Wendy (Michelle Williams) and Lucy (a dog by the same name, owned by the director) are the protagonists of the road movie Wendy and Lucy. It was directed by Kelly Reichardt, who also co-wrote the script, along with Jon Raymond. The movie is based on a short story by Jon Raymond (Scott, 2008).
The movie Wendy and Lucy is aptly classified in the ‘road movie’ genre as the story not only focuses on Lucy’s road journey from Indiana to Alaska, but the film also portrays ‘mobility as essential to narrative structure and political commentary’ (n/a, From Classical Hollywood to Counterculture). This will be further elucidated in the subsequent paragraphs.
The movie commences with Wendy walking Lucy in the park, and Wendy humming to herself. This sets a pleasant and gentle tone for the movie, when unexpectedly, Wendy cannot locate Lucy. ‘Lucy, come on back girl! Where’d you go?’ She says. And the credits appear. This poses a hint towards the plot of the movie, and how the story is going to progress. It also depicts the love Wendy has for Lucy, and how vital the dog is in Lucy’s life.
Wendy is not an incompetent ‘drifter’, i.e. a person who has no established address or any certain means of support. The notebook in which she records each of her outflows and the money belt in which she carries her dwindling amount of money are examples of her being of parsimonious disposition. She is portrayed to be almost genderless, in shorts and a plaid shirt, her hair cropped really short. Wendy is an androgynous ‘nobody’, a reluctant American representative of the hard times due to the financial crisis through no fault of her own. With less than $600 in savings, she hopes to make it to Alaska, with Lucy, with no predicaments arising.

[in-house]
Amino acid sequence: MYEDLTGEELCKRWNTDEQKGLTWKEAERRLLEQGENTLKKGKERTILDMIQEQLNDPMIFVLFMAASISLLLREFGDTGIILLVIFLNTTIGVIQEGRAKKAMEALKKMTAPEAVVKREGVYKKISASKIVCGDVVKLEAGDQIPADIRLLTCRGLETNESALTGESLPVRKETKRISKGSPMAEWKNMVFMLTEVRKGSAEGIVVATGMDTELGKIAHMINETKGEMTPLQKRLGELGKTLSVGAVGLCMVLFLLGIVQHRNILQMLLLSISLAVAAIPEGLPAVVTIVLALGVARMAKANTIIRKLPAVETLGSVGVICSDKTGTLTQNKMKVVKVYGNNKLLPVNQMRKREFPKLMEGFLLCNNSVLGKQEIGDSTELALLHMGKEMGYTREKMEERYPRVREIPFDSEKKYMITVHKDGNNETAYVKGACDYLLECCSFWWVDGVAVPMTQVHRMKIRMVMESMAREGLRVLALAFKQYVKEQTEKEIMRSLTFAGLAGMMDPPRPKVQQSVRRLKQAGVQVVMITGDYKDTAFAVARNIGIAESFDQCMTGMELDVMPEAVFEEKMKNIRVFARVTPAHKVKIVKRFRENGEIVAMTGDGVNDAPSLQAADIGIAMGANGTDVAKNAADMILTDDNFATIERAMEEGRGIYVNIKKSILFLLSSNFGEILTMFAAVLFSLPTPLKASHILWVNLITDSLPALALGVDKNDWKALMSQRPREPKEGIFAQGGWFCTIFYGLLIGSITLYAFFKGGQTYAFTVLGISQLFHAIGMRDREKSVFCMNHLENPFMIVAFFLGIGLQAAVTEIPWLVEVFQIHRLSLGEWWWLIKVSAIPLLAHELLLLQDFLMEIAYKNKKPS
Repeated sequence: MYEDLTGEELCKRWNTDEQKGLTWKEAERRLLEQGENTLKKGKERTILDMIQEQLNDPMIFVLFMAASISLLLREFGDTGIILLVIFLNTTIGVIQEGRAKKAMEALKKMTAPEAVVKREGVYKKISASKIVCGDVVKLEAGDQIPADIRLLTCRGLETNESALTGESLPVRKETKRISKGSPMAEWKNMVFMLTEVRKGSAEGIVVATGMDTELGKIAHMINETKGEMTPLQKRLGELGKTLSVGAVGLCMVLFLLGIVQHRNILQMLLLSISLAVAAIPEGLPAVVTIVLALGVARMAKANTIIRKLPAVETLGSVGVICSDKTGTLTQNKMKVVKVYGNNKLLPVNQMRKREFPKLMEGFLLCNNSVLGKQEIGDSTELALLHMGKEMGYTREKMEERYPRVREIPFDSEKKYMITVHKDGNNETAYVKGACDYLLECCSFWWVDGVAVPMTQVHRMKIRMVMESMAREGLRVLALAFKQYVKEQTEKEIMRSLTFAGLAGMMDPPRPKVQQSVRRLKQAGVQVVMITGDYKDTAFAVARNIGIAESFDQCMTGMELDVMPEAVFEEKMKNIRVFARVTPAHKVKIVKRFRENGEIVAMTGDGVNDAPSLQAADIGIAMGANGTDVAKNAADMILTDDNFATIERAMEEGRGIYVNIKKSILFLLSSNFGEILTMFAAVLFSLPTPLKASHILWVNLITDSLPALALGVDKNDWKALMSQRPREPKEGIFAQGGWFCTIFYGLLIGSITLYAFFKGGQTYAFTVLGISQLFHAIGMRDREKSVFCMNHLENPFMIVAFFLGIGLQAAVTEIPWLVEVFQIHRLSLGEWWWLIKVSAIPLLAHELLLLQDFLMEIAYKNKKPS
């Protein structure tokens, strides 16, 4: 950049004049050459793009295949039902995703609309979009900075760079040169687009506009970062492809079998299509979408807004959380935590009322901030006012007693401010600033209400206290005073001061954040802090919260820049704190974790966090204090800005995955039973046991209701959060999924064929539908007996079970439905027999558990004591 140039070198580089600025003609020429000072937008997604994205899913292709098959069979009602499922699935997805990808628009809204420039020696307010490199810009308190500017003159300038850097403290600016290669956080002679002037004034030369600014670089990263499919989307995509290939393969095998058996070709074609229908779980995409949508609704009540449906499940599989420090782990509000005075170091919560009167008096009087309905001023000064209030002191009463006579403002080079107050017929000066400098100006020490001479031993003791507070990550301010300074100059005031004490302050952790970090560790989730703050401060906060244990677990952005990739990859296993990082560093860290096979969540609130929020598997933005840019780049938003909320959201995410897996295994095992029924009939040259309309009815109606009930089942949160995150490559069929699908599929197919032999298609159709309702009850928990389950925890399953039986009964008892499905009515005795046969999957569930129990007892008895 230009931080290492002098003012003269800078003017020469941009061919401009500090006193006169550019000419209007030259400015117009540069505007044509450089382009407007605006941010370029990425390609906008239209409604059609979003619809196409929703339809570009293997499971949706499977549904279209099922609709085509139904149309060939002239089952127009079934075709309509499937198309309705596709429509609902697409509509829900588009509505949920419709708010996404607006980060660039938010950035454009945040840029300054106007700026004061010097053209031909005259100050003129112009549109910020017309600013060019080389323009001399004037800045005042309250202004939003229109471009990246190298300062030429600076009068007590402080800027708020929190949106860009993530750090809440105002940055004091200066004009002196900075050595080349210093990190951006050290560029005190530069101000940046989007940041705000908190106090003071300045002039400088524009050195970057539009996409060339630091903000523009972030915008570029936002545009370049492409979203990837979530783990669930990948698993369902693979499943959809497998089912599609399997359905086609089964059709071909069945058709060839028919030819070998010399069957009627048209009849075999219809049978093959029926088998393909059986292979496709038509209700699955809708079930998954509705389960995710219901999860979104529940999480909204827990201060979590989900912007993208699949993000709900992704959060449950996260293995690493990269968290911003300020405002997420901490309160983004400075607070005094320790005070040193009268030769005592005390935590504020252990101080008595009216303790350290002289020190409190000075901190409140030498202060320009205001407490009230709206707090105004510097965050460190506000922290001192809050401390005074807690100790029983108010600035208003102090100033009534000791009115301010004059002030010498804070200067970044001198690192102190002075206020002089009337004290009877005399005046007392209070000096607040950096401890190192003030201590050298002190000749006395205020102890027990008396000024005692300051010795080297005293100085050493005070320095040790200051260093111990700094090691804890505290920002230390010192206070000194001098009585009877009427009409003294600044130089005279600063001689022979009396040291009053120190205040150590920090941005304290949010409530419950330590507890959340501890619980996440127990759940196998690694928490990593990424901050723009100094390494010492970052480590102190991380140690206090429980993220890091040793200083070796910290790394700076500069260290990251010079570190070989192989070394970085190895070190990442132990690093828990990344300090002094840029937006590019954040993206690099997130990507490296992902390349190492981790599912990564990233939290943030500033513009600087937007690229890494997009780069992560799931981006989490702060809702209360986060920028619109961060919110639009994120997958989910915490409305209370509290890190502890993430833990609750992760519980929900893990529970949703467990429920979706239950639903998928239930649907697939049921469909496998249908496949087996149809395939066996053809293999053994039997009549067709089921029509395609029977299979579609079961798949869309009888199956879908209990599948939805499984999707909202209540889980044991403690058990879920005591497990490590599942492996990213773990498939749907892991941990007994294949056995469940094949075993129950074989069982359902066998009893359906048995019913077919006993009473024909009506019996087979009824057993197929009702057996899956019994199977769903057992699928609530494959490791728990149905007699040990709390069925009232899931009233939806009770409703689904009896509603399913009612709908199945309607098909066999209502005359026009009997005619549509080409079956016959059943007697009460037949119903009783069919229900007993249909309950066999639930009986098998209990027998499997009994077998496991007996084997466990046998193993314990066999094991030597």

Things go skewed however, when Wendy’s car breaks down in Oregon, and she realizes the bag of Kibbles for Lucy is almost over. She makes an ill-conceived judgment to lift some cans of dog food from the local super market, only to be caught by an...